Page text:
Voters in Tucson can shift their attention to the general election in November now that the city has tallied ballots for its all-mail primary. The three-way race between Democratic candidates for mayor topped the ticket, and City Councilwoman Regina Romero easily won with about 50% of the vote.
Arizona 360 turned to the Arizona Daily Star’s Sarah Garrecht Gassen, the Tucson Sentinel’s Dylan Smith and Tucson Local Media’s Jim Nintzel to unpack the results in a journalists’ roundtable.
“Number one, I think Democrats are leaning toward women and people of color. All things being equal, there wasn’t a lot of difference between where these candidates stood on a lot of issues. So I think people were looking at secondary characteristics,” Nintzel said.
Romero’s opponent in the general election is independent Ed Ackerley, a longtime advertising executive and instructor at the University of Arizona.
“I think he’s going to pick up a little bit of support from especially some folks in the business community, Republicans who are adamantly opposed to Regina Romero being mayor. I don’t know if that’s going to be anywhere near enough support,” Smith said.
The conversation also covered another big item on November’s ballot: the sanctuary city initiative. Many government leaders have voiced opposition to the measure, including Romero.
“I have no doubt that the Republicans will mount a huge campaign about this because it is such a good ‘red meat’ talking point for the GOP. And I think it probably will fail, but I also can see it winning with people voting for it on the idea of it without really getting into understanding why this particular initiative is not a good idea,” Gassen said.
The day after Tucson’s primary election, Democratic mayoral nominee Regina Romero sat down with Lorraine Rivera to discuss her victory and her campaign’s strategy in the run-up to the general election in November.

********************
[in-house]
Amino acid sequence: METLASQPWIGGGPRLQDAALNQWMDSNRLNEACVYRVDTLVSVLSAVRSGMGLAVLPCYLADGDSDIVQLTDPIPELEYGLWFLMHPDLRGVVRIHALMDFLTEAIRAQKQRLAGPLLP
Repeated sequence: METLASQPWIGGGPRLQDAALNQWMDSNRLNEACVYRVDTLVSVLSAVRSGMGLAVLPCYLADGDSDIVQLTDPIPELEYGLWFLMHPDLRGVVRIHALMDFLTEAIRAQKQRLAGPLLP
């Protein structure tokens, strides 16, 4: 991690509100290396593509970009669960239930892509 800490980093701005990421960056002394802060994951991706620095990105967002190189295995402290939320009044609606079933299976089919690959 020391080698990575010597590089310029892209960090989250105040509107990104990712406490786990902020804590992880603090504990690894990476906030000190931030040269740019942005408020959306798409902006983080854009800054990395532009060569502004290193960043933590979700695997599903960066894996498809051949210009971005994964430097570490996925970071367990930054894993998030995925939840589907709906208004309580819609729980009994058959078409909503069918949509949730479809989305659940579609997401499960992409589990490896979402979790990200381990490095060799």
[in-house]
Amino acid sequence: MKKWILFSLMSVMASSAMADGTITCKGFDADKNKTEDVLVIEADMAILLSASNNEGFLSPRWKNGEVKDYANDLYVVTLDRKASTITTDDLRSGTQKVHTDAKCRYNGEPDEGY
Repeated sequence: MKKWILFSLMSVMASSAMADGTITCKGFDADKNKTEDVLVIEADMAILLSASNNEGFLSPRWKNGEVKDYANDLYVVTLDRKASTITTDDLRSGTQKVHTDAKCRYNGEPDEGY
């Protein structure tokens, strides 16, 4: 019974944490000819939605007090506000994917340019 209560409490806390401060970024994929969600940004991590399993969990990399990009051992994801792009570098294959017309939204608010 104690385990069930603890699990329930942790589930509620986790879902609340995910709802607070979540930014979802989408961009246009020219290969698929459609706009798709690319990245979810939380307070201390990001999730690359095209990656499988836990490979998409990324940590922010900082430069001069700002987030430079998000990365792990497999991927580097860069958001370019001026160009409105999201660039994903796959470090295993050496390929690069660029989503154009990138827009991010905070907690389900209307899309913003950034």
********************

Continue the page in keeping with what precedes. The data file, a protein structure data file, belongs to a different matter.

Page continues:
“We’re not going to change. This is the message that I’ve worked hard for the last 12 years on the City Council,” Romero said. “Those are the issues that brought us to this point. And we're going to continue having that discussion with the general election voters.”
After the polls closed Tuesday, Romero said her campaign expected it would take longer to determine the winner. Instead, cheers erupted moments after the city posted the first results that put her well ahead over her opponents Randi Dorman and Steve Farley. Romero said both candidates have since called to offer their support and she would like to unite the Democratic party. While going door-to-door to reach undecided voters, Romero said she often heard how they’re affected by rhetoric from the White House.
“When I hit the doors, I heard people saying, ‘Yes, I’m going to vote for mayor, but I am so concerned about what’s happening in D.C.,’” Romero said. “I have faith Tucsonans want someone to take a stand against racist rhetoric, against the hate and division that Trump is spewing out.”
On the issue of the sanctuary city initiative voters will also consider in November, Romero said she would work to uphold it if it passes despite not supporting the measure herself.
“If the voters pass this initiative, then I will defend the will of the voters. First, because I’ve always maintained that the state Legislature and the governor have been trying to micromanage the city of Tucson for at least 10 years or more,” Romero said. “I wish we would have been able to have a discussion with those people that wrote the sanctuary city initiative because 60% of what the initiative calls for we’re already doing in the city of Tucson.”
With a new school year at the University of Arizona, administrators are expected to revive an issue raised last spring about free speech and inclusion. Last March the university made national headlines when students protested the presence of Border Patrol agents on campus. It led to more demonstrations and culminated with a Campus Conversations forum weeks before summer break. The university’s chief compliance officer, Celina Ramirez, explained how administrators plan to steer the discussion in the months ahead.
“More and more we hear that people feel isolated. They’re attached to their devices and it’s such an important part of the college experience to meet someone from across the country or across the world who grew up completely different from you,” Ramirez said. “I hope they feel that the administration is listening and wants to hear with they have to say.”
For the first event happening on campus Oct. 16, the university invited Loyola University professor Aurora Chang to speak about how college campuses can better support their students, specifically immigrants. That event will be open to the public, but Ramirez said other events will only be for students. The university created a webpage to share information about upcoming events.